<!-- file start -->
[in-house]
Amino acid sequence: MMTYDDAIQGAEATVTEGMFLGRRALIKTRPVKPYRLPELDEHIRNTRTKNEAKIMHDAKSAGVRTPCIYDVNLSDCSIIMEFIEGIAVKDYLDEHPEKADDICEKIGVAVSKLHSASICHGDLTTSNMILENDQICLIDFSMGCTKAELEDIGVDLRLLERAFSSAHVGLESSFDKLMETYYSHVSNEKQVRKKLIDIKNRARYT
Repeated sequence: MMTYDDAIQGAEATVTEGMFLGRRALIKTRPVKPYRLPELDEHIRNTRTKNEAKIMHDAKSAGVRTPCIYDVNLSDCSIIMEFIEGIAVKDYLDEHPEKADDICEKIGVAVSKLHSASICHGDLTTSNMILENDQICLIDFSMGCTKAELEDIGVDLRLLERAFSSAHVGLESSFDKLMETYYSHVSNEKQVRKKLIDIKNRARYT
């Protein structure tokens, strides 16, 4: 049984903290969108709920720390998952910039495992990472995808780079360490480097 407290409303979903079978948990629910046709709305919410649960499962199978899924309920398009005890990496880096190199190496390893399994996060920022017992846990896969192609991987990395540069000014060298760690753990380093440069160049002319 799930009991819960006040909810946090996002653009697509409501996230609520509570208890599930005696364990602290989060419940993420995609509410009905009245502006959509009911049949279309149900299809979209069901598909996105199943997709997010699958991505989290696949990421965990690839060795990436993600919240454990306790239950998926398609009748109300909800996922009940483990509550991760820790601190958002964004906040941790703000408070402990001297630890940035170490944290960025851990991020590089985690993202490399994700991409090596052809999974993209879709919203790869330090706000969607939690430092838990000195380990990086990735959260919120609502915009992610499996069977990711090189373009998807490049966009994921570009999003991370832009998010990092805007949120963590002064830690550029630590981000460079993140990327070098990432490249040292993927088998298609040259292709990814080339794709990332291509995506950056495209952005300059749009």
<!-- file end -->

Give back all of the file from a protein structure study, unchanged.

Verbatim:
[in-house]
Amino acid sequence: MMTYDDAIQGAEATVTEGMFLGRRALIKTRPVKPYRLPELDEHIRNTRTKNEAKIMHDAKSAGVRTPCIYDVNLSDCSIIMEFIEGIAVKDYLDEHPEKADDICEKIGVAVSKLHSASICHGDLTTSNMILENDQICLIDFSMGCTKAELEDIGVDLRLLERAFSSAHVGLESSFDKLMETYYSHVSNEKQVRKKLIDIKNRARYT
Repeated sequence: MMTYDDAIQGAEATVTEGMFLGRRALIKTRPVKPYRLPELDEHIRNTRTKNEAKIMHDAKSAGVRTPCIYDVNLSDCSIIMEFIEGIAVKDYLDEHPEKADDICEKIGVAVSKLHSASICHGDLTTSNMILENDQICLIDFSMGCTKAELEDIGVDLRLLERAFSSAHVGLESSFDKLMETYYSHVSNEKQVRKKLIDIKNRARYT
């Protein structure tokens, strides 16, 4: 049984903290969108709920720390998952910039495992990472995808780079360490480097 407290409303979903079978948990629910046709709305919410649960499962199978899924309920398009005890990496880096190199190496390893399994996060920022017992846990896969192609991987990395540069000014060298760690753990380093440069160049002319 799930009991819960006040909810946090996002653009697509409501996230609520509570208890599930005696364990602290989060419940993420995609509410009905009245502006959509009911049949279309149900299809979209069901598909996105199943997709997010699958991505989290696949990421965990690839060795990436993600919240454990306790239950998926398609009748109300909800996922009940483990509550991760820790601190958002964004906040941790703000408070402990001297630890940035170490944290960025851990991020590089985690993202490399994700991409090596052809999974993209879709919203790869330090706000969607939690430092838990000195380990990086990735959260919120609502915009992610499996069977990711090189373009998807490049966009994921570009999003991370832009998010990092805007949120963590002064830690550029630590981000460079993140990327070098990432490249040292993927088998298609040259292709990814080339794709990332291509995506950056495209952005300059749009």